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Shepherd v. Costco Wholesale Corp. - 4/30/2019

Arizona Court of Appeals Division One holds that HIPAA does not preempt a state-law claim for negligent disclosure of healthcare information, but federal requirements may inform the standard of care for such claims.


A customer twice asked Costco to cancel his prescription for erectile dysfunction (E.D.) medication. Despite his requests, Costco again filled the E.D. prescription.  When the customer’s ex-wife picked up his medications (with his authorization), she and the Costco pharmacist allegedly joked about the nature of the medication.

The customer sued Costco, alleging various tort claims related to its disclosure of his health information.  Costco moved to dismiss, claiming qualified immunity under A.R.S. § 12-2296, HIPAA preemption, and failure to state a claim under Rule 12(b)(6).  The trial court granted Costco’s motion; the customer appealed.

Division One of the Court of Appeals affirmed in part, but reversed the dismissal of the customer’s negligence and punitive damages claims.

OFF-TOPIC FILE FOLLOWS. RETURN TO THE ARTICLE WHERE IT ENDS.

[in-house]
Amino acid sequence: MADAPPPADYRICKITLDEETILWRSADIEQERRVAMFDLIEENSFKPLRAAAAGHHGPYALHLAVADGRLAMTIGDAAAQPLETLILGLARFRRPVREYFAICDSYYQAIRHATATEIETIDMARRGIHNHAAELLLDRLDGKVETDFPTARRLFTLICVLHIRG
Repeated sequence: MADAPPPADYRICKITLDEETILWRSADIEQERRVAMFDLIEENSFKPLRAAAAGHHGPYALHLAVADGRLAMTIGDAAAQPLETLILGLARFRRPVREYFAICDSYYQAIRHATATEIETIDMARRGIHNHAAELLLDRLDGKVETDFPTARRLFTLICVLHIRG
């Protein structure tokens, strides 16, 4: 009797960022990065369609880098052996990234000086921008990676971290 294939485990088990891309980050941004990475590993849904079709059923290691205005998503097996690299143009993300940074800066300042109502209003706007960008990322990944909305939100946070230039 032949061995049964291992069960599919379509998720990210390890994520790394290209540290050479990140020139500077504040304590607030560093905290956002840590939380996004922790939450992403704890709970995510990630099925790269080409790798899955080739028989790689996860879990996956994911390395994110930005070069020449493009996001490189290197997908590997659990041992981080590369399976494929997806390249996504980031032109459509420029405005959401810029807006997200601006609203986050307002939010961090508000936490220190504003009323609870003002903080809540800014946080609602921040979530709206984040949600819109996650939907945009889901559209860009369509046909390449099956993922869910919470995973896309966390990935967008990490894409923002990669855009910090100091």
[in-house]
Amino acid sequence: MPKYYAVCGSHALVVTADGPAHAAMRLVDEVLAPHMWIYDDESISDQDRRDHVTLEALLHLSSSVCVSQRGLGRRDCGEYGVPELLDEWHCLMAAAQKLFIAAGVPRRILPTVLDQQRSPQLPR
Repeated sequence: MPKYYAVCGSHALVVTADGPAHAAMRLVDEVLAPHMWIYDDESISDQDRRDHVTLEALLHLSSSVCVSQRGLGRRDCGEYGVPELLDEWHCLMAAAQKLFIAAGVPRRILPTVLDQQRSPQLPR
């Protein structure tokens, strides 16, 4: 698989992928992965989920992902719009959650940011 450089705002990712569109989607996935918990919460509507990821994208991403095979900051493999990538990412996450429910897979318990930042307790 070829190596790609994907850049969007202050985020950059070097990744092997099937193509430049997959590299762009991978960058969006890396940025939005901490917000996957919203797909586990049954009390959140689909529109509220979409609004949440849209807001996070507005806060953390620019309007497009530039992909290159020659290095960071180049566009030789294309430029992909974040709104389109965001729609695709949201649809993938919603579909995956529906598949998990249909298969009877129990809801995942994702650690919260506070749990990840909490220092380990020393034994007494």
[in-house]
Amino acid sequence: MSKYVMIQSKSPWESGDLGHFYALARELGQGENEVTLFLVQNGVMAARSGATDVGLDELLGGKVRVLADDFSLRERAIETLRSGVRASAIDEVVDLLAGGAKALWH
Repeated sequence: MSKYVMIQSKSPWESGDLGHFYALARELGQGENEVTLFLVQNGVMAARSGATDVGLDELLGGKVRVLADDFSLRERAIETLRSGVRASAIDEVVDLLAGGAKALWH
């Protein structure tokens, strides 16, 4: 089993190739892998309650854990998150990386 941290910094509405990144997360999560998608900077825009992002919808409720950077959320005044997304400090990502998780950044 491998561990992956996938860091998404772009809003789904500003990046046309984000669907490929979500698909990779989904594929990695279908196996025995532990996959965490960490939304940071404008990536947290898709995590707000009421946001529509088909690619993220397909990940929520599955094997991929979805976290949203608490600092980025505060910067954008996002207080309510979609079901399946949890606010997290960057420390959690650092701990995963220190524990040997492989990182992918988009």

First, the Court found that the customer sufficiently alleged that Costco breached its duty of care by failing to honor his repeated cancellation requests and joking with his ex-wife about the medication.  Although the Court agreed that Costco was entitled to qualified immunity under A.R.S. § 12-2296, it concluded that the customer adequately alleged Costco did not act in good faith. 

Second, the Court concluded that HIPAA does not preempt state-law claims for negligent disclosure of healthcare information, but held that HIPAA’s requirements may inform the standard of care for these claims.  Finally, the Court concluded that the customer had sufficiently alleged that Costco’s conduct supported a punitive damages claim.  It awarded the customer costs on appeal.

Judge Thompson concurred in part, but disagreed that the allegations supported a punitive damages claim and disagreed with the cost award on appeal. 

Presiding Judge Perkins wrote for the Court, joined by Judge Winthrop.  Judge Thompson concurred in part and dissented in part.  

Posted by: Hayleigh S. Crawford

Posted On: 5/29/2019